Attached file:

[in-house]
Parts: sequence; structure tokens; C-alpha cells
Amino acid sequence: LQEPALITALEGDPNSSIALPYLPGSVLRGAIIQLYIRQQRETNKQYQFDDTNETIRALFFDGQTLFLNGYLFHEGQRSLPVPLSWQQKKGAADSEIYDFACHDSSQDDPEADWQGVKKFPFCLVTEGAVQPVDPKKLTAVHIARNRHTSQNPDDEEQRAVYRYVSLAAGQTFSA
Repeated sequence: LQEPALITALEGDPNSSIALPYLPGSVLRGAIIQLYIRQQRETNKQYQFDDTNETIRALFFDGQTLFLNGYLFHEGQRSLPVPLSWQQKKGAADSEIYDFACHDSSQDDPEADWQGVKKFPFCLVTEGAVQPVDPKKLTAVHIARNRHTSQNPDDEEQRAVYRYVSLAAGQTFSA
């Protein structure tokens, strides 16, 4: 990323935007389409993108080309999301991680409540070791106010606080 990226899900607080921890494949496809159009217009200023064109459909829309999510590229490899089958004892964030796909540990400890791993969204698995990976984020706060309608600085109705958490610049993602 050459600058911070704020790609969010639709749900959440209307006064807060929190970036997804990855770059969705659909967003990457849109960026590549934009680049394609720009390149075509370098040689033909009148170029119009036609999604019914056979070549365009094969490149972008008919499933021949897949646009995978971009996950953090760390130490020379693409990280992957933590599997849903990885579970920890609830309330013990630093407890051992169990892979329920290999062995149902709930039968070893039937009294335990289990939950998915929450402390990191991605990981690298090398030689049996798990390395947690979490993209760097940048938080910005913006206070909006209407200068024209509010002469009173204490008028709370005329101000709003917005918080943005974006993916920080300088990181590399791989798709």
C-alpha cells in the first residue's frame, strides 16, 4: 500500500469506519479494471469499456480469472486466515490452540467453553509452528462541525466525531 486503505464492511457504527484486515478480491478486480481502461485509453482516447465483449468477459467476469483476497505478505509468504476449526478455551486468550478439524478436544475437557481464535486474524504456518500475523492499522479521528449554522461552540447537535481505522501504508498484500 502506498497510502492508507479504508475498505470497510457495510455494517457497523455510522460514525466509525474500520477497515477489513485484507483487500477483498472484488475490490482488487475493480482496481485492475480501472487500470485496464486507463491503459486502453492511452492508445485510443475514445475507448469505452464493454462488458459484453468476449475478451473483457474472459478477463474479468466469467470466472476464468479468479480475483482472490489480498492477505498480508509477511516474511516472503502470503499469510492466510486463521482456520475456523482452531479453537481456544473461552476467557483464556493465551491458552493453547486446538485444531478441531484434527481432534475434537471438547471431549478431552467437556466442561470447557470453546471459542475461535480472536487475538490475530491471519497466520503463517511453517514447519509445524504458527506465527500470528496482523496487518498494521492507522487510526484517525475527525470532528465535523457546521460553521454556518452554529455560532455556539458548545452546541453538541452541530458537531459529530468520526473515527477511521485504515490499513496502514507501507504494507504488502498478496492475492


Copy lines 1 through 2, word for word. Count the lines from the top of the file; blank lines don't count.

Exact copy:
[in-house]
Parts: sequence; structure tokens; C-alpha cells